Here’s the hard truth: your password, well, it’s no good. Does it include a word found in the dictionary, a name, a date, or even numbers that look like letters (e=3, I-1, o=0, etc.)? Yup, no good. Do you use the same password for some or even all your websites? Tsk, tsk. The practice of password cracking has never been easier thanks to a number of landfall events for hackers, namely the release into the public of numerous huge password databases from hacked websites and the development of more advanced and specialized tools. What’s worse, the security of your password isn’t always wholly dependent on you but on the websites you use. I know it’s hard; you have trouble remembering your passwords, etc., and I’m sorry, but in today’s world those excuses just aren’t acceptable. Practicing good password hygiene isn’t a suggestion if you want to survive online, it is now a requirement. Please read on!
You wouldn’t know it by the state of things, but Adobe Reader isn’t the end-all, be-all of PDF. Standing for "Portable Document Format," PDF is a file format used to maintain the uniform appearance of a document no matter what type of hardware or software is being used to view it. You will see it used frequently for government documents such as IRS and court forms, job applications, ebooks and more since it looks the same everywhere. Adobe may have created the PDF format, but they made it a free-for-all file format in 2008, resulting in software for reading and creating PDFs that rival Adobe’s own.
You might be asking yourself ,“Why would I want to switch from Acrobat Reader?” Over the years Adobe Reader (once known as Acrobat Reader) has become a horribly bloated program that takes entirely too much space on your hard drive and, in my opinion, an unacceptable amount of RAM to use. It’s slow to load and slower to use. Furthermore, Adobe is constantly releasing updates for the program; it seems like every other time I turn on my Windows 7 computer there’s a notification for an Adobe Reader update, and I’m growing tired of it.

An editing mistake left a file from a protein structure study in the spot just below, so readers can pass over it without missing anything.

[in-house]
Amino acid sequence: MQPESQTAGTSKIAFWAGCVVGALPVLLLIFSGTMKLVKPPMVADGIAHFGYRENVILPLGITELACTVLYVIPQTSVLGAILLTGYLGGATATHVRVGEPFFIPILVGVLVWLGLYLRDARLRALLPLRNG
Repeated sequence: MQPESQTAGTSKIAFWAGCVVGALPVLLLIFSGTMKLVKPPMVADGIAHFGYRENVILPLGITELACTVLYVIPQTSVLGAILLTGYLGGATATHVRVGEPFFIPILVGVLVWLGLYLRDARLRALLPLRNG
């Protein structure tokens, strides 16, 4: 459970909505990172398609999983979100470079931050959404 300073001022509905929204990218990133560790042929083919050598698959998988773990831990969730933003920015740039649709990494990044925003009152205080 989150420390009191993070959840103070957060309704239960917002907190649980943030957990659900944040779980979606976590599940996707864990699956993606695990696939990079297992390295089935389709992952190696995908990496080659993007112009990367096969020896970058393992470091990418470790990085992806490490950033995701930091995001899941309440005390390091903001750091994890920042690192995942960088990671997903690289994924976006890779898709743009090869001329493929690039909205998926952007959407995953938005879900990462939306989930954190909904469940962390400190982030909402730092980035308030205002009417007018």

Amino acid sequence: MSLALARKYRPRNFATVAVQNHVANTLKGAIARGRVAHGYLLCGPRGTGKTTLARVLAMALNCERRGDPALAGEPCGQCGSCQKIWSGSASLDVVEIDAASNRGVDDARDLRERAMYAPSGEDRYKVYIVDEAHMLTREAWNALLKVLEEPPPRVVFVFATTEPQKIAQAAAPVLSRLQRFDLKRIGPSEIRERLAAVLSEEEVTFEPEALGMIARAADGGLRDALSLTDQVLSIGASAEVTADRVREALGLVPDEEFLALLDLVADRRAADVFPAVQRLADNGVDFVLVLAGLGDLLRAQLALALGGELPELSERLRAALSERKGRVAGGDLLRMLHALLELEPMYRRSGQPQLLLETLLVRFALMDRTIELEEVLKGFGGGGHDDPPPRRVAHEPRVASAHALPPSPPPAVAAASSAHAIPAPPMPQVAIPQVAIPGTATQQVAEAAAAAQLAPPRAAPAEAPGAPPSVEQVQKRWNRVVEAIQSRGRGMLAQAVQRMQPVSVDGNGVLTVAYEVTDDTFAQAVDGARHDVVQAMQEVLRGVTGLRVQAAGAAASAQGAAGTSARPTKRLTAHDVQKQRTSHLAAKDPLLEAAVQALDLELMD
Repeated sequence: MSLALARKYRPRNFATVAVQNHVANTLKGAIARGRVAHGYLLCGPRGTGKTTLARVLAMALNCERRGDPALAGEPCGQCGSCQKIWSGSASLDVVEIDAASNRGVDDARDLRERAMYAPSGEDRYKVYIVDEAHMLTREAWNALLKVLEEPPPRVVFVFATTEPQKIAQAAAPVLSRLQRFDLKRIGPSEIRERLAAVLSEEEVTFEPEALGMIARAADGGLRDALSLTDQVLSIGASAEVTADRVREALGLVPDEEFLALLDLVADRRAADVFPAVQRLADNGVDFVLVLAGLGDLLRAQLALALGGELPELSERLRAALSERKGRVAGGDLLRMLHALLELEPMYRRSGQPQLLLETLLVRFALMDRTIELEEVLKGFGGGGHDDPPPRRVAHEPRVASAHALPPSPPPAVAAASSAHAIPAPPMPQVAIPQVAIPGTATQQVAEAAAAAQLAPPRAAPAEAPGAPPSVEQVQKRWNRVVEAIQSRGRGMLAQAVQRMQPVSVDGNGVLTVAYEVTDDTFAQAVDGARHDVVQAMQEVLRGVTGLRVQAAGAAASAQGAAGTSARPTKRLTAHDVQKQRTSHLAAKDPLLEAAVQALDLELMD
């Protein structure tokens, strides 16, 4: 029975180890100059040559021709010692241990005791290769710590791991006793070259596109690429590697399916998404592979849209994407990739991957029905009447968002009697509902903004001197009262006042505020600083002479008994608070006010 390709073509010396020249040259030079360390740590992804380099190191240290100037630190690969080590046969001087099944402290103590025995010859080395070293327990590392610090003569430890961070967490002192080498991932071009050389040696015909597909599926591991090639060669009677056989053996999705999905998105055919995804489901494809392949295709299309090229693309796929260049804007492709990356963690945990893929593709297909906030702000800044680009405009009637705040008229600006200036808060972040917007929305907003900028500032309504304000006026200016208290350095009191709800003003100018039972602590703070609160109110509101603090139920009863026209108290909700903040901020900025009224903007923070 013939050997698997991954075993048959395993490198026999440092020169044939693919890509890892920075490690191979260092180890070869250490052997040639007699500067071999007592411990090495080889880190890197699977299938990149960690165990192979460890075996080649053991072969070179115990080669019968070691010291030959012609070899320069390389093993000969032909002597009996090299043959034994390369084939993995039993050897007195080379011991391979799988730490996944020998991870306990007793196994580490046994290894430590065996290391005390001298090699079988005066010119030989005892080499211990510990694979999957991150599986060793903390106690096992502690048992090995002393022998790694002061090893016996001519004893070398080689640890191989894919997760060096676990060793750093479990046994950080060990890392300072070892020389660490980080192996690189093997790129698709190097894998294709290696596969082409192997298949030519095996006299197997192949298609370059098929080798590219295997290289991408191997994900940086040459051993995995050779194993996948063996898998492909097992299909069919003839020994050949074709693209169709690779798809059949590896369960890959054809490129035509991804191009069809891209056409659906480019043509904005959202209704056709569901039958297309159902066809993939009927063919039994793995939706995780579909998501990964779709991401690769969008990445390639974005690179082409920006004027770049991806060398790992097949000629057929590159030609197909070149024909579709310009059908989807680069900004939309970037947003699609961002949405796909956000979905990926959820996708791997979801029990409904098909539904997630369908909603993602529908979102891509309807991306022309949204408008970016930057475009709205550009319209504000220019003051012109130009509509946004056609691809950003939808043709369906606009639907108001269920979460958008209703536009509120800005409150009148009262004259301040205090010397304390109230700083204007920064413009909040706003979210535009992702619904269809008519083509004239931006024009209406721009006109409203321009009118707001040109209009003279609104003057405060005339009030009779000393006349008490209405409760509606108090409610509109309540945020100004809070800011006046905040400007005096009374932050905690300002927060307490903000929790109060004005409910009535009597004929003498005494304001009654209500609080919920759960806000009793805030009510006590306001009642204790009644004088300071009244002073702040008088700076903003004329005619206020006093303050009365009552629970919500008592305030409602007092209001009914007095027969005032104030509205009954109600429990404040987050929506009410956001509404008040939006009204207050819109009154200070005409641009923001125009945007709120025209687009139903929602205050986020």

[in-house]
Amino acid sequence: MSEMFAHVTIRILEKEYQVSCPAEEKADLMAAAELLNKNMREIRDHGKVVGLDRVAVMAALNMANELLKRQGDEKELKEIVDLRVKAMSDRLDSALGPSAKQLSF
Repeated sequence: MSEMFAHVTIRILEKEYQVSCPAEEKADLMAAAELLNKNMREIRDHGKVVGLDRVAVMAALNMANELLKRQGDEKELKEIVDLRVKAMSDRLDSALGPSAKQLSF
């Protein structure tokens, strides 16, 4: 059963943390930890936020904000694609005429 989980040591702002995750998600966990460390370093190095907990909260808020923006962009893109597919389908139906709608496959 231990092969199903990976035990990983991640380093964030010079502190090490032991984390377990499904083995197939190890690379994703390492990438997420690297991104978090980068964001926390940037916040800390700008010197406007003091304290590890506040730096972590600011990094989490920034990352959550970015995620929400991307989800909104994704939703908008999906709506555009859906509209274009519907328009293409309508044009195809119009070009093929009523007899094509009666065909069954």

Leave it to Cory Doctorow, author, blogger, and technology activist-extraordinaire, to weave a story that successfully blends coming-of-age woes, homelessness, national politics, copyright law, cooking, gadgetry, love, overcoming homophobia, civil disobedience, film-making, mashups, public speaking, the judicial system, beer and coffee brewing, cryptography, and oh so, so much more into a wonderfully geeky, heart-wrenching, page-turning bang-up novel that people of all ages should read. This book is full of such big, exquisite ideas to learn about that you’ll be Googling your fingers off through the entire story and I mean that in the best way possible. You will learn reading Pirate Cinema and you will love this as much as you love the characters.
Open Culture is one of the best free cultural and educational media sites on the Internet. The website was founded in 2006 by Dan Coleman, who is the Director and Associate Dean of Stanford University’s Continuing Education Program. Though Open Culture is not affiliated with Stanford, it seems to be well suited to providing intelligent, relevant information. In keeping with the theme of relevancy, Open Culture can be followed on Twitter, Facebook and you can subscribe to the site to receive regular updates through email as well.
Free. Everybody likes free. I mean, what’s not to like about free? It’s free! Free, free, free - use the word often enough, however, and it begins to lose its meaning. “Free special offer (some rules and restrictions apply)!” “Free entree (with purchase of equal or greater value entree)!” “Free ski trip (after we badger you into investing in a timeshare over the course of an eight-hour 'seminar')!” Free just isn’t what it used to be, and nowhere is this more evident than the world of electronic games. Users are steeped in phrases like “free-to-play” and “freemium” to a degree that free really does start to sound like a four-letter-word. Free they say? Nonsense, we say. Let’s take a look.